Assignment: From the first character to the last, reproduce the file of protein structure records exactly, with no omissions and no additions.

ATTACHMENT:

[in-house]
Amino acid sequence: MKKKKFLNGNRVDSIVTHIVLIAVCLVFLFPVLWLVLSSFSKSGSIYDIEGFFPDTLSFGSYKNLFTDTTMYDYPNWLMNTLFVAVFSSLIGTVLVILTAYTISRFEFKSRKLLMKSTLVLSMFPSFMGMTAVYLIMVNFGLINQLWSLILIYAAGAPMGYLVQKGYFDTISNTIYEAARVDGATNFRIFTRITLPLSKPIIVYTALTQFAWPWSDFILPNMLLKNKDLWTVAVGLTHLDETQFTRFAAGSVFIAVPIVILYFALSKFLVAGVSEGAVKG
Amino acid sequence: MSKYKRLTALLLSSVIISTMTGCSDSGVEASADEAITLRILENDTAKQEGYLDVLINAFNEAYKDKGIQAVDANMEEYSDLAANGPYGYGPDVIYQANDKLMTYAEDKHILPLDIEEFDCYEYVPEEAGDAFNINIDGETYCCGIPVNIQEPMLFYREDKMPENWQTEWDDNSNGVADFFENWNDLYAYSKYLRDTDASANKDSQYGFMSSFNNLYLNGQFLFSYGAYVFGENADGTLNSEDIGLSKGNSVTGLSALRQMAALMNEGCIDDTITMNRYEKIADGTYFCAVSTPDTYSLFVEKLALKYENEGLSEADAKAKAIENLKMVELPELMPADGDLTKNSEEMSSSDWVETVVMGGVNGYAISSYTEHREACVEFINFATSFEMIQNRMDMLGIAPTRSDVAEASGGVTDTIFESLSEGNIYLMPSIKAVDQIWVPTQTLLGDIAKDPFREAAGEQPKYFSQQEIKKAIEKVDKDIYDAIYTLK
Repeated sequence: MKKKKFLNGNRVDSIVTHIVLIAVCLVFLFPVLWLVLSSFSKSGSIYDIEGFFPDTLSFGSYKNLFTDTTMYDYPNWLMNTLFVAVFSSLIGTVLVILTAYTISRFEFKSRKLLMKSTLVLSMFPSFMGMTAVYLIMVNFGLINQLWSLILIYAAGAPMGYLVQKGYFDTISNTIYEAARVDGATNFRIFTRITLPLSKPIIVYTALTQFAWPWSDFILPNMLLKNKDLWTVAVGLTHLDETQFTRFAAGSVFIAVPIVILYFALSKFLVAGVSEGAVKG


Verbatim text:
[in-house]
Amino acid sequence: MKKKKFLNGNRVDSIVTHIVLIAVCLVFLFPVLWLVLSSFSKSGSIYDIEGFFPDTLSFGSYKNLFTDTTMYDYPNWLMNTLFVAVFSSLIGTVLVILTAYTISRFEFKSRKLLMKSTLVLSMFPSFMGMTAVYLIMVNFGLINQLWSLILIYAAGAPMGYLVQKGYFDTISNTIYEAARVDGATNFRIFTRITLPLSKPIIVYTALTQFAWPWSDFILPNMLLKNKDLWTVAVGLTHLDETQFTRFAAGSVFIAVPIVILYFALSKFLVAGVSEGAVKG
Amino acid sequence: MSKYKRLTALLLSSVIISTMTGCSDSGVEASADEAITLRILENDTAKQEGYLDVLINAFNEAYKDKGIQAVDANMEEYSDLAANGPYGYGPDVIYQANDKLMTYAEDKHILPLDIEEFDCYEYVPEEAGDAFNINIDGETYCCGIPVNIQEPMLFYREDKMPENWQTEWDDNSNGVADFFENWNDLYAYSKYLRDTDASANKDSQYGFMSSFNNLYLNGQFLFSYGAYVFGENADGTLNSEDIGLSKGNSVTGLSALRQMAALMNEGCIDDTITMNRYEKIADGTYFCAVSTPDTYSLFVEKLALKYENEGLSEADAKAKAIENLKMVELPELMPADGDLTKNSEEMSSSDWVETVVMGGVNGYAISSYTEHREACVEFINFATSFEMIQNRMDMLGIAPTRSDVAEASGGVTDTIFESLSEGNIYLMPSIKAVDQIWVPTQTLLGDIAKDPFREAAGEQPKYFSQQEIKKAIEKVDKDIYDAIYTLK
Repeated sequence: MKKKKFLNGNRVDSIVTHIVLIAVCLVFLFPVLWLVLSSFSKSGSIYDIEGFFPDTLSFGSYKNLFTDTTMYDYPNWLMNTLFVAVFSSLIGTVLVILTAYTISRFEFKSRKLLMKSTLVLSMFPSFMGMTAVYLIMVNFGLINQLWSLILIYAAGAPMGYLVQKGYFDTISNTIYEAARVDGATNFRIFTRITLPLSKPIIVYTALTQFAWPWSDFILPNMLLKNKDLWTVAVGLTHLDETQFTRFAAGSVFIAVPIVILYFALSKFLVAGVSEGAVKG